Sliema is the heart of shopping in Malta. It is a mixture of residential and commercial properties. With a promenade that runs for several kilometres, it is central to most places and easy to get to with public transport. Sliema attracts the sophisticates of Maltese society and is somewhat more of an upmarket family oriented retreat with a stretch of coastal promenade popular with the locals throughout the year. Sliema has a number of upmarket shopping outlets selling branded and fashionable items. There is a small strip of golden sand where Sliema meets St Julian’s. Sliema restaurants offer international style cuisine from across the globe including Italian to Indian & Chinese.
Attard is well known for being the home of the President’s Palace. It is a residential area, which makes it a relatively peaceful place. It is situated between Mdina and Valletta and transport is easy. San Anton Gardens surround the President’s Palace and are open to visitors. During the summer months you will often find performances being held there.
Ferry crossings every 45 mins operating daily.
Gozo is only a 30-minute ferry ride from Cirkewwa in the North of Malta and is home to only around 30,000 Gozitans retaining a rural atmosphere. Gozo’s landscape is greener with flat-topped hills and winding valleys with beautiful countrysides. The pace of life here is slower and the concentration of tourists exploring the island is smaller than in Malta. Gozo gives you an idea of how Malta was before the onset of mass tourism. Another popular sight to see is The Azure Window, a 50 meter high hole in the cliffs near Dwejra.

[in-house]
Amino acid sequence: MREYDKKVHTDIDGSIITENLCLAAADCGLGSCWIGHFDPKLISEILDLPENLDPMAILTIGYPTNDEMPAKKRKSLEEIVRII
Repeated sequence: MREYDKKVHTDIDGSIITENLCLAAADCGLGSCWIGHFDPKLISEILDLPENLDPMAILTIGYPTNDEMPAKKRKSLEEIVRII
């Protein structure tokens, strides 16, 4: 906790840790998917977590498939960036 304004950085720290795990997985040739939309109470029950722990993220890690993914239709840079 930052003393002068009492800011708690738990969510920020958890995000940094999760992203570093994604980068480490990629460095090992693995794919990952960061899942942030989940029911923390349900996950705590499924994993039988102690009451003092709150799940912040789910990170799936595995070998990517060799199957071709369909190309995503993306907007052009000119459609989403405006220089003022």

A stones throw away from Gozo is the little uninhabited island of Comino. The island offers 360 degree views of Malta and Gozo but its main attraction is the Blue Lagoon. The waters in the Blue Lagoon are a shimmering aquamarine colour and a must see while you are there, making Comino the ideal choice for most kinds of water sports, especially diving and snorkelling.